Updated from 4:07 p.m. EDT
Stocks started the session strong Tuesday, but the major averages reversed course around midday and closed sharply lower as the buying interest from the morning faded.
Dow Jones Industrial Average finished with a loss of 155 points, or 1.7%, to 9126.82. Earlier in the session, the Dow hit an intraday high of 9413.08. The
Nasdaq lost 36.35 points, or 2.5%, to 1423.99, and the
S&P 500 was down 16.58 points, or 1.7%, at 976.14.
Tuesday's action was the opposite of the previous day. Stocks staunched a rout halfway through Monday's trading just after the Nasdaq slipped below its Sept. 21 low and rallied to end higher. As trading opened Tuesday, the major averages used that momentum to race out of the gate, but by midday the pullback was well underway.
Aaron Task wrote in a
column Monday, some factors cited for the initial bounce included quarter-end "window dressing" by mutual funds, short-covering ahead of this week's
Federal Open Market Committee meeting, and a rebalancing into equities by pension funds that had become overweight in bonds.
Tuesday and Wednesday's FOMC meeting was widely viewed as a nonevent, although traders are often loath to carry short positions into one. The central bank is expected to leave interest rates unchanged, and economists believe that the tentative state of the recovery will stave off rate hikes until late 2002.
Headlining Tuesday's economic calendar was the Conference Board's
consumer confidence index, which fell to 106.4 in June, slightly ahead of the consensus estimate, compared with a reading of 110.3 in May. Separately, existing-home sales fell 0.3% in May to a 5.75 million annualized rate, also better than the 5.70 million consensus.
Adding more evidence to the continuing strength of the housing sector was homebuilder
, which blew by second-quarter estimates and lifted its full-year guidance. KB still ended down 4% to $50.49.
Several companies were releasing earnings or outlooks, among them
, a maker of industrial chemicals and plastics and a member of the Dow industrials. DuPont raised its second-quarter earnings outlook, citing higher sales at its various businesses, to 64 cents to 67 cents a share from the previous estimate of 55 cents. The stock climbed 0.3% to $43.24.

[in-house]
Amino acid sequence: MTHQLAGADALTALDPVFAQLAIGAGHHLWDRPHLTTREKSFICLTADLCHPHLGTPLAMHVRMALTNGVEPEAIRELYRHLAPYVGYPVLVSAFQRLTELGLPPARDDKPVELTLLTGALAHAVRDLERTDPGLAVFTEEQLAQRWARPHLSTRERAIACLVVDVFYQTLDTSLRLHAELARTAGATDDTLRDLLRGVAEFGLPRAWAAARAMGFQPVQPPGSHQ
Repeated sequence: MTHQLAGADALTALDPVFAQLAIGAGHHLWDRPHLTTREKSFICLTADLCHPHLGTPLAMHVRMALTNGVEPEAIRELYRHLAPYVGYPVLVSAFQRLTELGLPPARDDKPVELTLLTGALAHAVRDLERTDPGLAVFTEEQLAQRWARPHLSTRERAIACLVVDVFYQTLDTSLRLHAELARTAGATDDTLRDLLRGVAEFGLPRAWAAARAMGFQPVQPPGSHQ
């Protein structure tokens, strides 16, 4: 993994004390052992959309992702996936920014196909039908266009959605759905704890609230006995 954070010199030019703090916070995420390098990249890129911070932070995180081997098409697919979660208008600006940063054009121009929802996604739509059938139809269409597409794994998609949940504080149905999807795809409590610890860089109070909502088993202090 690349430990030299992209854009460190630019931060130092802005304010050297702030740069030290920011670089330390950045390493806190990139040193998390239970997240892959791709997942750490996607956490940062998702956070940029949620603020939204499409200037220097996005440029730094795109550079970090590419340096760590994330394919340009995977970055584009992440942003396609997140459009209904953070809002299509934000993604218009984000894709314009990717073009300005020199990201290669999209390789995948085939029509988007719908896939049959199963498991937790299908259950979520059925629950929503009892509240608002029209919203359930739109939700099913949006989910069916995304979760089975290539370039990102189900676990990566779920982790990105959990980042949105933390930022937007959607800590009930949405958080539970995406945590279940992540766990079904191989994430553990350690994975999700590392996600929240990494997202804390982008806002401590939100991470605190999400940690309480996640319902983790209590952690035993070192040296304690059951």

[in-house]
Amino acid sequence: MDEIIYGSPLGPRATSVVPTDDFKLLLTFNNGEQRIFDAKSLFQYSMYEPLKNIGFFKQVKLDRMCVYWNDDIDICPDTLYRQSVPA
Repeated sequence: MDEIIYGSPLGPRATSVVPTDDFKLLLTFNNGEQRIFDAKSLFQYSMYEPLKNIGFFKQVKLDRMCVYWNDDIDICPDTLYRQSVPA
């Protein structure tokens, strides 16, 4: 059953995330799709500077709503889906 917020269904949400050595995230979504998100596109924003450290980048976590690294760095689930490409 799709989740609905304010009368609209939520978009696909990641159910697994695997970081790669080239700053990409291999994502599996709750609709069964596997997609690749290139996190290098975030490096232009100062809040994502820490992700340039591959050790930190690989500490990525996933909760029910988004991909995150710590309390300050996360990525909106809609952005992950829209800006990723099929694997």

Consumer products company
said second-quarter earnings would come in ahead of analysts' expectations due to strong U.S. sales, favorable product costs, and better-than-expected results in Argentina. Investors sent Dial's shares up 5% to $20.38.
Overnight parcel carrier
said its fourth-quarter earnings more than doubled, but warned that it wouldn't meet its financial targets for the first quarter. The company posted a profit of $236 million, or 78 cents a share, compared with $113 million, or 38 cents a share, in the year-ago period. The results topped analysts' forecasts by a penny. Shares of FedEx lost 14% to $48.
, a payroll services firm, said quarterly earnings were relatively flat with year-ago levels as widespread layoffs across its customer base hurt performance. The company's shares slid 6.5% to $29.17 on the news.
Two of the biggest losers were
after federal regulators voted to block their proposed merger. The Federal Trade Commission ruled that the merger would hurt competition in the cervical cancer testing market. Cytyc's shares were down more than 40% and Digene was lost 23%.
Elsewhere on the merger front, the battle is heating up for
. British defense contractor
is one of three companies ready to submit an offer to purchase TRW's space and defense units, according to
The Wall Street Journal
have also tossed their hats in the ring, challenging
$6.7 billion hostile bid for the whole company made in February.
AOL Time Warner
said after the close Monday that it has restructured its cable television partnership with
after months of negotiations. Under the terms of the restructuring, AOL will lose 2.1 million subscribers, or 16% of its estimated 12.9 million cable TV subscribers. AOL slipped 0.7% to $15.40.
In another development in the media industry,
embattled chief executive Jean-Marie Messier suffered a setback when
Bernard Arnault, one of his biggest supporters, announced his resignation from the Vivendi board.
The announcement comes just days before Messier was scheduled to meet with shareholders to discuss his debt-reduction strategy. The company's shares ended flat at $19.80.
U.S. Treasury issues were mostly higher around 4 p.m. EDT, with the exception of the long bond, which ticked lower. The 10-year note was up 2/32 to 100 13/32, yielding 4.82%.
Overseas markets were mixed, with London's FTSE 100 gaining 2% at 4631 and Germany's Xetra DAX cloing up 1.8% at 4203. Japan's Nikkei 225 rose 0.2% to 10,497, while the Hang Seng closed down 0.5% to 10,609.